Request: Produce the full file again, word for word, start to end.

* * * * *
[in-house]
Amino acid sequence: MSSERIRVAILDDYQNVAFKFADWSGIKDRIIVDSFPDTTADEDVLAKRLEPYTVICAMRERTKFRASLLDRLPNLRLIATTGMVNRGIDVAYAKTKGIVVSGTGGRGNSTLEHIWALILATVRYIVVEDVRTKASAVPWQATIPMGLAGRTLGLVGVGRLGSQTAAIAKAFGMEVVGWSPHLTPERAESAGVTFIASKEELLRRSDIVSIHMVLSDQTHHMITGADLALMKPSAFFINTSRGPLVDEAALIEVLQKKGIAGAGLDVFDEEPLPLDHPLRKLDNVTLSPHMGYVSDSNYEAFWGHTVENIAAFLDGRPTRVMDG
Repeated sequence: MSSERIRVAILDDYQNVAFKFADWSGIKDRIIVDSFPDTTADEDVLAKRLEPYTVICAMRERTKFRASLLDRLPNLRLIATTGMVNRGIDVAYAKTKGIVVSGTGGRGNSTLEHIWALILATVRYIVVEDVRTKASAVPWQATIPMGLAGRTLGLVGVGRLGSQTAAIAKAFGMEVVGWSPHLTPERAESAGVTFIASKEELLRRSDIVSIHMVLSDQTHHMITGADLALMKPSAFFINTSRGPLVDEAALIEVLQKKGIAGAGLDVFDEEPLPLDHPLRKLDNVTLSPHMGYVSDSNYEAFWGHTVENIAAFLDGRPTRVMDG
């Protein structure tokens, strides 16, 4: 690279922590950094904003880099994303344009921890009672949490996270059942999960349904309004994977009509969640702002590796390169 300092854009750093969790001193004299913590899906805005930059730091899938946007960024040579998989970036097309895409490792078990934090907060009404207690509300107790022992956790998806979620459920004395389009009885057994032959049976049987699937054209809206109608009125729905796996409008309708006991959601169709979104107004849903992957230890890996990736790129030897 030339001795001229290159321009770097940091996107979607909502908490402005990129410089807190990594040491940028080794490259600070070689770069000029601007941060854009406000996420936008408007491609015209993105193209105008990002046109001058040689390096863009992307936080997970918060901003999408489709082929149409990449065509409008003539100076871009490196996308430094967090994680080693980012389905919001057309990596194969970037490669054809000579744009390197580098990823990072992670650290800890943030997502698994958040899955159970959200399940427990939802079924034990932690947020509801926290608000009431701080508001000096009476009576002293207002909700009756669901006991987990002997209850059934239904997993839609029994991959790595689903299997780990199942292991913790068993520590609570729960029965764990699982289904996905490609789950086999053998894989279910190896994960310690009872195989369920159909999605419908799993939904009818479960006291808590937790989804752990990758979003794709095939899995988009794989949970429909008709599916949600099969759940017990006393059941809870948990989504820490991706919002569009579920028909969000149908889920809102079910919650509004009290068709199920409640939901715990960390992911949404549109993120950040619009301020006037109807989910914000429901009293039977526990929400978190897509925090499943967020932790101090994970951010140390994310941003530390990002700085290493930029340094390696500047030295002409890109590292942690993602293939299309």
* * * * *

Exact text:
[in-house]
Amino acid sequence: MSSERIRVAILDDYQNVAFKFADWSGIKDRIIVDSFPDTTADEDVLAKRLEPYTVICAMRERTKFRASLLDRLPNLRLIATTGMVNRGIDVAYAKTKGIVVSGTGGRGNSTLEHIWALILATVRYIVVEDVRTKASAVPWQATIPMGLAGRTLGLVGVGRLGSQTAAIAKAFGMEVVGWSPHLTPERAESAGVTFIASKEELLRRSDIVSIHMVLSDQTHHMITGADLALMKPSAFFINTSRGPLVDEAALIEVLQKKGIAGAGLDVFDEEPLPLDHPLRKLDNVTLSPHMGYVSDSNYEAFWGHTVENIAAFLDGRPTRVMDG
Repeated sequence: MSSERIRVAILDDYQNVAFKFADWSGIKDRIIVDSFPDTTADEDVLAKRLEPYTVICAMRERTKFRASLLDRLPNLRLIATTGMVNRGIDVAYAKTKGIVVSGTGGRGNSTLEHIWALILATVRYIVVEDVRTKASAVPWQATIPMGLAGRTLGLVGVGRLGSQTAAIAKAFGMEVVGWSPHLTPERAESAGVTFIASKEELLRRSDIVSIHMVLSDQTHHMITGADLALMKPSAFFINTSRGPLVDEAALIEVLQKKGIAGAGLDVFDEEPLPLDHPLRKLDNVTLSPHMGYVSDSNYEAFWGHTVENIAAFLDGRPTRVMDG
């Protein structure tokens, strides 16, 4: 690279922590950094904003880099994303344009921890009672949490996270059942999960349904309004994977009509969640702002590796390169 300092854009750093969790001193004299913590899906805005930059730091899938946007960024040579998989970036097309895409490792078990934090907060009404207690509300107790022992956790998806979620459920004395389009009885057994032959049976049987699937054209809206109608009125729905796996409008309708006991959601169709979104107004849903992957230890890996990736790129030897 030339001795001229290159321009770097940091996107979607909502908490402005990129410089807190990594040491940028080794490259600070070689770069000029601007941060854009406000996420936008408007491609015209993105193209105008990002046109001058040689390096863009992307936080997970918060901003999408489709082929149409990449065509409008003539100076871009490196996308430094967090994680080693980012389905919001057309990596194969970037490669054809000579744009390197580098990823990072992670650290800890943030997502698994958040899955159970959200399940427990939802079924034990932690947020509801926290608000009431701080508001000096009476009576002293207002909700009756669901006991987990002997209850059934239904997993839609029994991959790595689903299997780990199942292991913790068993520590609570729960029965764990699982289904996905490609789950086999053998894989279910190896994960310690009872195989369920159909999605419908799993939904009818479960006291808590937790989804752990990758979003794709095939899995988009794989949970429909008709599916949600099969759940017990006393059941809870948990989504820490991706919002569009579920028909969000149908889920809102079910919650509004009290068709199920409640939901715990960390992911949404549109993120950040619009301020006037109807989910914000429901009293039977526990929400978190897509925090499943967020932790101090994970951010140390994310941003530390990002700085290493930029340094390696500047030295002409890109590292942690993602293939299309």